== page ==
Combining humour and drama with a subject like autism takes a bit of doing in terms of getting it right, but the very welcome return of The A Word (BBC 1, Tuesday) shows that it can be done, and done brilliantly. It really is a masterclass in writing from Peter Bowker, with every word and sentence offering something in a beautifully executed piece of work that deserves to have as much fuss made about it as the likes of Doctor Foster, Broadchurch, and Line of Duty.
We’re two years on from series one, and little Joe early on utters the word autism for the first time, and his parents don’t know how to react and to deal with it. Ultimately, they realise that despite their best efforts (and a couple of journeys by Joe up a ladder to the top of a school building), he cannot make progress at his local school, and they need to take a different approach with him, and get Joe some special schooling.
There’s some magic at work in The A Word with the cast delivering from youngster Max Vento as Joe, with his love for classic seventies punk music via his headphones, through to old hand Christopher Eccleston as his granddad, who is given some cracking comedy lines, especially in his first scene. Like with the US hit, The Good Doctor, The A Word shows that a sensitive topic can be well-handled and bring a big audience into understanding exactly what autism is about, but be entertaining and thought-provoking at the same time. As they used to say on Points of View, well done BBC!

A very different Joe was facing a court martial that was more like a kangaroo court in the final part of the intriguing The Last Post (BBC 1, Sunday). The show set amongst the British military police in mid-sixties Aden, had Captain Joe disobeying orders in order to rescue the commanding officer’s son, and we got ourselves a happy ending, but also a couple of unresolved teasers like Joe’s previous relationship to a married woman that suggest that creator and writer Peter Moffat might be doing a second series. I hope so, as The Last Post offered something different, but surely some of the cast looking a wee bit too handsome for the ravages of the Middle East?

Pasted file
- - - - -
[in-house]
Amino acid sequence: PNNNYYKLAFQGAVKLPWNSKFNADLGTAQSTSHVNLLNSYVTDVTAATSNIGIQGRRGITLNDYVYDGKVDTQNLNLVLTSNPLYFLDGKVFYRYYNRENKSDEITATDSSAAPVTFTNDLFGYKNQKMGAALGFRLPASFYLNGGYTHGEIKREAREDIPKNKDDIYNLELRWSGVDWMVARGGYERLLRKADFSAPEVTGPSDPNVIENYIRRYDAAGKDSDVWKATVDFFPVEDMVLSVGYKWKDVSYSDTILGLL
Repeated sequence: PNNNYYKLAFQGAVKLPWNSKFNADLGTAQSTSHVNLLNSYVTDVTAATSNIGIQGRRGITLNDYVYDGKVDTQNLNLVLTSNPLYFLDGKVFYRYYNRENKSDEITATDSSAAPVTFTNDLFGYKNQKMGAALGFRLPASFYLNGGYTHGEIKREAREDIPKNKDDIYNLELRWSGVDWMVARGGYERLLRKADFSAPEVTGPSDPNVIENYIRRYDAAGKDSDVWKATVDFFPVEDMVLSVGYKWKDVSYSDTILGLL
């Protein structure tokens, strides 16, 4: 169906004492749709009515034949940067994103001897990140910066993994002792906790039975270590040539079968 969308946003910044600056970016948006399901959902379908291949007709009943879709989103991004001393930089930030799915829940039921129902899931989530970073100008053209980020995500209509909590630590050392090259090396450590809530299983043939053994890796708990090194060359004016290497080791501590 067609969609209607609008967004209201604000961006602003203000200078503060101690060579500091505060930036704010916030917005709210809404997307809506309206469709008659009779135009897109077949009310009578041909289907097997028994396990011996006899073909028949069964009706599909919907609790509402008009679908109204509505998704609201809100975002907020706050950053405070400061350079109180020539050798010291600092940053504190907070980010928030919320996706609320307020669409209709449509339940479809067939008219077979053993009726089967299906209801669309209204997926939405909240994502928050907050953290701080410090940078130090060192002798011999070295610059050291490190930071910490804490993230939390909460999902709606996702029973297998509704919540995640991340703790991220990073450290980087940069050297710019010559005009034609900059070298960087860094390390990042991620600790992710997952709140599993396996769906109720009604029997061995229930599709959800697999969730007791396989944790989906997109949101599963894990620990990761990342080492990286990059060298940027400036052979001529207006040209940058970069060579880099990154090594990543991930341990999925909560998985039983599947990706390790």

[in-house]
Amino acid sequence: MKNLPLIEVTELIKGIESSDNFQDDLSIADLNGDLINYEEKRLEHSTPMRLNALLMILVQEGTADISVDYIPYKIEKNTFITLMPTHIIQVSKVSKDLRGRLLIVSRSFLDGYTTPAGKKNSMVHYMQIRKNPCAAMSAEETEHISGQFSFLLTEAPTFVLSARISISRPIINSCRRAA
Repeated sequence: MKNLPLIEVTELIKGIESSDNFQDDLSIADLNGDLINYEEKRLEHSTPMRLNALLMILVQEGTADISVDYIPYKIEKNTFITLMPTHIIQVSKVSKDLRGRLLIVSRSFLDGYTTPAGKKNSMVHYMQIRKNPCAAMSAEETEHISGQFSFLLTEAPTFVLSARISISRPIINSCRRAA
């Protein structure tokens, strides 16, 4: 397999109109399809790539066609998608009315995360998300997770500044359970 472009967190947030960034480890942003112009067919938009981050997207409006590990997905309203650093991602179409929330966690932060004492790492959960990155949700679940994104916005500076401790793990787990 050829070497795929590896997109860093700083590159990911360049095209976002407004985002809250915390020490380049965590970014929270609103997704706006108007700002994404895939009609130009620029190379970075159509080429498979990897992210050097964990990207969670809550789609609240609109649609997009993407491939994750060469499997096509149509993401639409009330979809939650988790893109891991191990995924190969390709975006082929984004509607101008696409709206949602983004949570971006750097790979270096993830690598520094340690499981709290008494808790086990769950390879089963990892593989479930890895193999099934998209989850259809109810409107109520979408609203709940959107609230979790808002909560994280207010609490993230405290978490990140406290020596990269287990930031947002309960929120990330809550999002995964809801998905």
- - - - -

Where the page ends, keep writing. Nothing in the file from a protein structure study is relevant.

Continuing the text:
The Detectorists (BBC Four, Wednesday) is a gentle yet funny comedy about two friends (Mackenzie Crook and Toby Jones) who are passionate metal detectorists and take their hobby to extremes. It’s tender and touching at times, and creator/writer Crook has said that this will be the last series, as quite rightly he wants to maintain the high standard. Quite right too, and like The A Word, not enough noise is made about this little gem.

Having mentioned The Good Doctor earlier (and regular readers know that I think it is fantastic), let me quickly mention what else is big in the new autumn dramas from the States. Well worth watching, and already picked up for a full run on CBS, is a new starring vehicle for Bones star David Boreanaz, called Seal Team. It’s the sort of action show that CBS enjoy showing and they get mega ratings for them. There’s nothing new about it, but it’s not boring and I’m pretty much hooked on it, and I’m sure a UK and a Spanish channel will pick it up. It just took a bit of getting to seeing Boreanaz in a different role after a dozen seasons of doing Bones.

Load More Related Articles
  • Midwife Delivers Again

    BBC 1’s Call The Midwife is like taking what you believe to be a soft centre chocolate out…
  • Derry Girls Delight

    Channel Four’s new comedy Derry Girls, set in the nineties in Londonderry, is an instant h…
  • The Crown Reigns Supreme

    The BBC’s Director-General Tony Hall recently warned that the traditional UK broadcasters …
Load More In Alex Trelinski

Leave a Reply

Your email address will not be published. Required fields are marked *

Check Also

Phelan gets close to the truth about Seb in Friday´s second Corrie

Nicola manages to hide Seb in the bedroom, so Faye pretends she has come for Nicola’…